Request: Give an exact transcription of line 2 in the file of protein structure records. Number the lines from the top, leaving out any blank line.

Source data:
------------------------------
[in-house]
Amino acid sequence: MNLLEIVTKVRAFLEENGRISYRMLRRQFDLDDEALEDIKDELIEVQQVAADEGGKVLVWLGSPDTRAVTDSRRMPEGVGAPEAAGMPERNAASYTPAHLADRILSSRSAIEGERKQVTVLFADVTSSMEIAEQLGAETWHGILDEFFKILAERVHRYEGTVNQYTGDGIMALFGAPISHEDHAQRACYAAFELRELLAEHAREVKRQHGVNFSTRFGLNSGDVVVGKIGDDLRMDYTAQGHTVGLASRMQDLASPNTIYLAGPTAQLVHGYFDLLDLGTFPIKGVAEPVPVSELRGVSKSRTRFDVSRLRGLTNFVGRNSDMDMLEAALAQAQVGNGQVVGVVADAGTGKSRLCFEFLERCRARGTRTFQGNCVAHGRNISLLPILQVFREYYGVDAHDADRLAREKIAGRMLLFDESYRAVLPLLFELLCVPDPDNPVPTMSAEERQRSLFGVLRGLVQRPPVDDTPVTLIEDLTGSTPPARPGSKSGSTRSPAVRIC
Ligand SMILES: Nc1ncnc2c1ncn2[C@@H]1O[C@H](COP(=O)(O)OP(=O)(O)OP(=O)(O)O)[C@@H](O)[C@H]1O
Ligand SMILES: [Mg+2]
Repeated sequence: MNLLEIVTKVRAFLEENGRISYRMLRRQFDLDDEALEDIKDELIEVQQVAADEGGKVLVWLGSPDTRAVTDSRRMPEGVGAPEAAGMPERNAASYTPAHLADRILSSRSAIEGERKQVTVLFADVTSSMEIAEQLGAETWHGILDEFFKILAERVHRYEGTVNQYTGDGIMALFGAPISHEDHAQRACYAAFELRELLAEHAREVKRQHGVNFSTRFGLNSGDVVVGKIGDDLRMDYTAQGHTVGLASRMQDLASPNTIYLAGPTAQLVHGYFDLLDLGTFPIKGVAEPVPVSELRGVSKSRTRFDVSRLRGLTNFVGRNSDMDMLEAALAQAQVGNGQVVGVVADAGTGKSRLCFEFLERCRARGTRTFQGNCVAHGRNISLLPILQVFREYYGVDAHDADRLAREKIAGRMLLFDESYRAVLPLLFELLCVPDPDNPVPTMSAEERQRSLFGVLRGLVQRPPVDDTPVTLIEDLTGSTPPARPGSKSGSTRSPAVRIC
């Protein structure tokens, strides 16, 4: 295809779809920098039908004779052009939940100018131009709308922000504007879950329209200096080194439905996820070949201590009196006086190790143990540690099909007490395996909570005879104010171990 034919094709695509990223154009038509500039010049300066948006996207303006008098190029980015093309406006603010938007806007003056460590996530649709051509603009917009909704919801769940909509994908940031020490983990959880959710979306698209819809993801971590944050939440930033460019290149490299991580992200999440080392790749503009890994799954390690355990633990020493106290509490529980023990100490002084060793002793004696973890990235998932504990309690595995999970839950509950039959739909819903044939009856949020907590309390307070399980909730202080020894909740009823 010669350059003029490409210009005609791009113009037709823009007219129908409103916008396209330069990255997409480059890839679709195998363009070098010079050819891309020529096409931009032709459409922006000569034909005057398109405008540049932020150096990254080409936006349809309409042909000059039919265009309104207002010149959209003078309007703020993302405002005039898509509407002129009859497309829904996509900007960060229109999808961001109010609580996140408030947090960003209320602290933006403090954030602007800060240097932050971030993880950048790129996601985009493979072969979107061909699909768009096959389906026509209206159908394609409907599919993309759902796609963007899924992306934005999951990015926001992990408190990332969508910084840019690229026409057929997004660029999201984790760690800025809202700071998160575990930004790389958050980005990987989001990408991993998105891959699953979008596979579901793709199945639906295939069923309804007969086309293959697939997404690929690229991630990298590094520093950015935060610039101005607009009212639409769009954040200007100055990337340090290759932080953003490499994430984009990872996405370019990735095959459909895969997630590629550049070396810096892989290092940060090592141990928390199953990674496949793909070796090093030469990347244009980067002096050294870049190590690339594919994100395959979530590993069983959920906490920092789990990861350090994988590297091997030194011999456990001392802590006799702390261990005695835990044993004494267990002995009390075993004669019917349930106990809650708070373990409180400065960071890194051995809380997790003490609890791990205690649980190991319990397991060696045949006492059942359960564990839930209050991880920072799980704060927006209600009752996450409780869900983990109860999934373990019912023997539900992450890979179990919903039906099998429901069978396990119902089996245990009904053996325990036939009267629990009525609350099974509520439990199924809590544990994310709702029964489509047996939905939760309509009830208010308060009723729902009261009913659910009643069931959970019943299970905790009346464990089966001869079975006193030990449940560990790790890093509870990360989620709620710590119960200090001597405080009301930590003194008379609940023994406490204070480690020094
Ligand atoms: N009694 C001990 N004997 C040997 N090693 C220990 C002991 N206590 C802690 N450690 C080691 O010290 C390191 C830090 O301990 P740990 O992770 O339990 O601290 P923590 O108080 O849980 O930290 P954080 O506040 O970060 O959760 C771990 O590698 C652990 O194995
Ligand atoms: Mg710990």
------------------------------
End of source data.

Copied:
Amino acid sequence: MNLLEIVTKVRAFLEENGRISYRMLRRQFDLDDEALEDIKDELIEVQQVAADEGGKVLVWLGSPDTRAVTDSRRMPEGVGAPEAAGMPERNAASYTPAHLADRILSSRSAIEGERKQVTVLFADVTSSMEIAEQLGAETWHGILDEFFKILAERVHRYEGTVNQYTGDGIMALFGAPISHEDHAQRACYAAFELRELLAEHAREVKRQHGVNFSTRFGLNSGDVVVGKIGDDLRMDYTAQGHTVGLASRMQDLASPNTIYLAGPTAQLVHGYFDLLDLGTFPIKGVAEPVPVSELRGVSKSRTRFDVSRLRGLTNFVGRNSDMDMLEAALAQAQVGNGQVVGVVADAGTGKSRLCFEFLERCRARGTRTFQGNCVAHGRNISLLPILQVFREYYGVDAHDADRLAREKIAGRMLLFDESYRAVLPLLFELLCVPDPDNPVPTMSAEERQRSLFGVLRGLVQRPPVDDTPVTLIEDLTGSTPPARPGSKSGSTRSPAVRIC